William A. Hart v. Matson Terminals, et al

[B]Case Name:[/B] William A. Hart v. Matson Terminals, Inc., et al.
[B]Date Decided: [/B]December 29, 2009
[B]Court: [/B]United States Court of Appeals, Ninth Circuit
[B]Judge: [/B]Judge Fletcher, Judge Thomas, Judge Smith
[B]Citation:[/B] 2009 WL 5196060 (C.A.9)[B]Background:
[/B]William Hart, brought an action under the LHWCA, Longshore Harbor Workers’ Compensation Act, for hearing loss sustained while working for employer, defendant, Matson Terminals, Inc. Before this Court is Hart’s appeal of a decision made by the Benefits Review Board, BRB, affirming the order of an Administrative Law Judge awarding benefits for his hearing loss under the LHWCA.

[/B]Did this Court affirm the BRB’s decision to affirm the ALJ’s finding that a 1996 audiogram was the best measure of Hart’s work-related hearing loss?

[/B]Hart contended that the ALJ erred in finding that the 1996 audiogram (ear exam) was the best measure of his work-related hearing loss, but not the two audiograms performed after Hart’s retirement.

The ALJ found that the audiograms after Hart’s employment did not suggest significantly increased hearing loss following his termination. The ALJ credited doctor’s testimony that hearing loss becomes more subtle after extended exposure to noise and that once Hart was removed from his noisy environment, further loss was not due to earlier exposure.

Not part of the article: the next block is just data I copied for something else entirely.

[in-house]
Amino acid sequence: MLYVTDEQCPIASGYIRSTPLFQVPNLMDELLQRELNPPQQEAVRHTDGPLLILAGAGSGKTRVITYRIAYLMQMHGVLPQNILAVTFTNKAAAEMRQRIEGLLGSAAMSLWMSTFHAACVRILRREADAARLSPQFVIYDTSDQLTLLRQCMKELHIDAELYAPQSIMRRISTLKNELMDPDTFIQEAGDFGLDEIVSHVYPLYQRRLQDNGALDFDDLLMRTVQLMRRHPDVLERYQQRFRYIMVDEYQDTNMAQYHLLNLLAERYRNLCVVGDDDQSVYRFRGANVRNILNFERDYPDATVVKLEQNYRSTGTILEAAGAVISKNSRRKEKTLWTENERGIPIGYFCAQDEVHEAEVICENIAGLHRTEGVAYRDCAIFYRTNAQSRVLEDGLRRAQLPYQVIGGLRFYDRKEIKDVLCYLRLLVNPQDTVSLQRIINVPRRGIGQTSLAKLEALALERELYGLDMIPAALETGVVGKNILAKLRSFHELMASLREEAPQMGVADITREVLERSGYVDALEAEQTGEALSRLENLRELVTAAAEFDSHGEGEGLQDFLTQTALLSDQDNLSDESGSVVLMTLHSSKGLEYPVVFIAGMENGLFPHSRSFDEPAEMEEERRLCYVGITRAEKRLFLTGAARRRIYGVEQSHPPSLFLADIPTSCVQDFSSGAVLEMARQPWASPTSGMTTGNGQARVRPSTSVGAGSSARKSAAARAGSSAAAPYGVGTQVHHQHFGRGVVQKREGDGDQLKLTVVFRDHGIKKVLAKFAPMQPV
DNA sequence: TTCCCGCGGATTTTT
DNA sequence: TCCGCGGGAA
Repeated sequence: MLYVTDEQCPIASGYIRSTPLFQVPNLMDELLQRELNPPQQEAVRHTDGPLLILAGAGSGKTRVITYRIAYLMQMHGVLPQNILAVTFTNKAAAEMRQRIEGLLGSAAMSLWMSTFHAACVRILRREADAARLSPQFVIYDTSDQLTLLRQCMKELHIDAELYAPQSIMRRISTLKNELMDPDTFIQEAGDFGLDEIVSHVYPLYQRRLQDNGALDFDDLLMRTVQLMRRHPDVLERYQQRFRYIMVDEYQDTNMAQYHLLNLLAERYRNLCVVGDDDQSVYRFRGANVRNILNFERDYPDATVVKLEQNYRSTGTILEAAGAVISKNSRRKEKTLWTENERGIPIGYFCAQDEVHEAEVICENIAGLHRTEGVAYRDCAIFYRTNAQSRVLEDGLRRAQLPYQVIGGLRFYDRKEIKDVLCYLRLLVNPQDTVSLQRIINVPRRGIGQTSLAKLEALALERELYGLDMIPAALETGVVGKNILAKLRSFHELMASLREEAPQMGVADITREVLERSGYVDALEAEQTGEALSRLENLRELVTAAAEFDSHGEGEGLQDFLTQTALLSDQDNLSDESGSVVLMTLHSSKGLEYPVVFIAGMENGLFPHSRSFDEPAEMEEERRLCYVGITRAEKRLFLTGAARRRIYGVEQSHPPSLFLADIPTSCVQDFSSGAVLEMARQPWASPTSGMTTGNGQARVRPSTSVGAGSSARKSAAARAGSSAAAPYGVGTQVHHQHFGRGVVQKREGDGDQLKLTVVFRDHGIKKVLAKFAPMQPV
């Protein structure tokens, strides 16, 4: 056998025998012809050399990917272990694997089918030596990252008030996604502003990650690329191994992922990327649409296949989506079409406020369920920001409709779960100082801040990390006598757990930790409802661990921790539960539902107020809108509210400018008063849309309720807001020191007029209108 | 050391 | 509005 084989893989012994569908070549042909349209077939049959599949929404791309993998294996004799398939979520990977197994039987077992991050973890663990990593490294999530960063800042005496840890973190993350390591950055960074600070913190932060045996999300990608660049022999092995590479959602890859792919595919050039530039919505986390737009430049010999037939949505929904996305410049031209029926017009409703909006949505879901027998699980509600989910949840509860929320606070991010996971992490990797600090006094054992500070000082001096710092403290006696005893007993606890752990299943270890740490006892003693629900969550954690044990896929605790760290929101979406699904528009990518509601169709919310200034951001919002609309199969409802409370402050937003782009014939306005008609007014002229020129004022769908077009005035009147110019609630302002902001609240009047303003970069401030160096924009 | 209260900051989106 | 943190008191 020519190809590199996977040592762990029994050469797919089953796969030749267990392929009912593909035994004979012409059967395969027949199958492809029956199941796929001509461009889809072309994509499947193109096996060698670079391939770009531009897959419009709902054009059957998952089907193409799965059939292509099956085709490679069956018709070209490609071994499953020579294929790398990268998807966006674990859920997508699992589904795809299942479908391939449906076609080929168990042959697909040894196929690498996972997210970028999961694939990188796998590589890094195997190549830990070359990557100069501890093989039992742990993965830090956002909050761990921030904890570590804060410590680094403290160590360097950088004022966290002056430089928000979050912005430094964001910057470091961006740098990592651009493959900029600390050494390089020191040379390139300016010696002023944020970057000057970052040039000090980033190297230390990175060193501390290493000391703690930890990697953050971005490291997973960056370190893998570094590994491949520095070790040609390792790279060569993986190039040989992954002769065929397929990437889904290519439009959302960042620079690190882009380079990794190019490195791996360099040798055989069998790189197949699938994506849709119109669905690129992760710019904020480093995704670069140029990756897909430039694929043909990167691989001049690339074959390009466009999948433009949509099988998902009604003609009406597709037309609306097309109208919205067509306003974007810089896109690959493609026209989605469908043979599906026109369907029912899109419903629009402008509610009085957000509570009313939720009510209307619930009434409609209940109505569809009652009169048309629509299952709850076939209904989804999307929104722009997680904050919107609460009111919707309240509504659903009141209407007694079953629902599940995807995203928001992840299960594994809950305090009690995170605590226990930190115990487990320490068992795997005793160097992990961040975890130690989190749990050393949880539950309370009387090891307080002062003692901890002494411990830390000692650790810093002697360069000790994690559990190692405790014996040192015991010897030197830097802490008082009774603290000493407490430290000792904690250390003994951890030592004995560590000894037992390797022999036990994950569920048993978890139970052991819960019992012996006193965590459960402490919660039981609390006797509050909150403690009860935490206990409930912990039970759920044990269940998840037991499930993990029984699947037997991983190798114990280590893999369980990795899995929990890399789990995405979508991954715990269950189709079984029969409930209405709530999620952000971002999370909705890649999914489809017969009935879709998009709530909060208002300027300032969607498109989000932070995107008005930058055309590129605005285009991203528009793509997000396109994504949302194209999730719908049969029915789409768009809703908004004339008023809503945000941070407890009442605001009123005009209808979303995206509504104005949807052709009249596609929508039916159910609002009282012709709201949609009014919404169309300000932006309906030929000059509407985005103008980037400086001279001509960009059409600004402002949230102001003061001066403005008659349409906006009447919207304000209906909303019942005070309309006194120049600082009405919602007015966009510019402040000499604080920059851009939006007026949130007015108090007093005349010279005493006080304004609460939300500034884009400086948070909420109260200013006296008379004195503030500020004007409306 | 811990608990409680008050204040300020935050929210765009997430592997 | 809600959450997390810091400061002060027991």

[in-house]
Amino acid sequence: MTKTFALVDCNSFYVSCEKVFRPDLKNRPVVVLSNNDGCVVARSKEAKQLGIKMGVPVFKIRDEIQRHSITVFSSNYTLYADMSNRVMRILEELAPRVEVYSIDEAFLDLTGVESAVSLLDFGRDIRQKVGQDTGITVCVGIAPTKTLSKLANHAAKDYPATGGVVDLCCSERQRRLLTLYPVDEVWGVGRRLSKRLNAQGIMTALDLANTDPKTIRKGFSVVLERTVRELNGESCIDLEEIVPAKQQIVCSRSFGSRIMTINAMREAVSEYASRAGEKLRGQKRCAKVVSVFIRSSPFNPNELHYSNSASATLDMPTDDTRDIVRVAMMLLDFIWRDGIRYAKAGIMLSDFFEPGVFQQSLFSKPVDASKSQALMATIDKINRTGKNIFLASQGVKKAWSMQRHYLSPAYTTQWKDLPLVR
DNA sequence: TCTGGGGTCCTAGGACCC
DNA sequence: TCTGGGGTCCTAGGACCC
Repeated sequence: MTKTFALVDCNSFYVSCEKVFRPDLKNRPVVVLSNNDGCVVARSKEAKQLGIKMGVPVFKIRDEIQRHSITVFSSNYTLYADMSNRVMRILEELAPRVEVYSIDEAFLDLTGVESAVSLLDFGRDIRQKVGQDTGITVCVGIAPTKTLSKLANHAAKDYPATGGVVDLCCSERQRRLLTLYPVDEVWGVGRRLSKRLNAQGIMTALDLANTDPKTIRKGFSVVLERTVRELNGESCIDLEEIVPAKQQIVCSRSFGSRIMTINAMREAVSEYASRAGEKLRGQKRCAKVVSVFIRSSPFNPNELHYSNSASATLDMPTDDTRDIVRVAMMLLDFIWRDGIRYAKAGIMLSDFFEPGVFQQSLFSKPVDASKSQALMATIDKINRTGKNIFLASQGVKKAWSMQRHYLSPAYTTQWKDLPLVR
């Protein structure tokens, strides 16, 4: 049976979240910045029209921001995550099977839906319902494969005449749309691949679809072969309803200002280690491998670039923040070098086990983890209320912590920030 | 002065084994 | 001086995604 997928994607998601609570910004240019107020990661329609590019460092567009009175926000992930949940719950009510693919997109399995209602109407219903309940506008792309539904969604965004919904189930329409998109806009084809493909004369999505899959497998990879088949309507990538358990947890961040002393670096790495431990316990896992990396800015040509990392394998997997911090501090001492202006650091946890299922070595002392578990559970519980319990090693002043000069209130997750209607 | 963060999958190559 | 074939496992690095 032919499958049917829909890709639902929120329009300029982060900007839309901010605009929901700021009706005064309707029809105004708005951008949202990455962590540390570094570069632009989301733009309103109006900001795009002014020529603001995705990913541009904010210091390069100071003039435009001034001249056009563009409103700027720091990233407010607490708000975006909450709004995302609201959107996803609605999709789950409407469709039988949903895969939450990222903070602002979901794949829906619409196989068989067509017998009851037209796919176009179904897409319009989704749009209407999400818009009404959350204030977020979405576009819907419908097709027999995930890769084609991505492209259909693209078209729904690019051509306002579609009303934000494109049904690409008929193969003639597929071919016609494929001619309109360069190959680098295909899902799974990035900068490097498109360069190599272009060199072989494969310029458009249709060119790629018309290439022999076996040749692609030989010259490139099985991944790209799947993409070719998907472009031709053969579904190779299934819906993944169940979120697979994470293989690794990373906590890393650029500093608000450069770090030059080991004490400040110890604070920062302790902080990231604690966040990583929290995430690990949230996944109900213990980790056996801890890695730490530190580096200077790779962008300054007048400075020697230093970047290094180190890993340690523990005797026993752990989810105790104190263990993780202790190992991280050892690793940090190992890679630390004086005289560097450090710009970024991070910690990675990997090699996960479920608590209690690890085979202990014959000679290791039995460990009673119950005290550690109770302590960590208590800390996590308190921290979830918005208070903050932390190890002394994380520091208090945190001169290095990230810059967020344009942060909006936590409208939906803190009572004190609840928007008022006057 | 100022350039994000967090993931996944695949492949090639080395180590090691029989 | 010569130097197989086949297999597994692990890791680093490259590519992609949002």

Under the LHWCA, an audiogram can be found to be [I]presumptive evidence, [/I]and the LHWCA further allows the ALJ to determine what evidence is most probative in determining benefits. Accordingly, based upon the evidence presented before the ALJ, this Court found that there was no clear error made by the ALJ in finding that the 1996 audiogram was the most reliable measure of Hart’s hearing loss.

This case illustrates the deference given to the Administrative Law Judge’s findings in an employee benefits claim. After examining evidence, the ALJ will submit it’s findings of fact to the Benefits Review Board, BRB, which then makes a ruling on the benefits owed, or not owed, to the employee. The employee or employer, may then appeal the BRB’s findings in light of possible error(s) made by the ALJ or the BRB. [/B]

[B]Steve Gordon *[/B]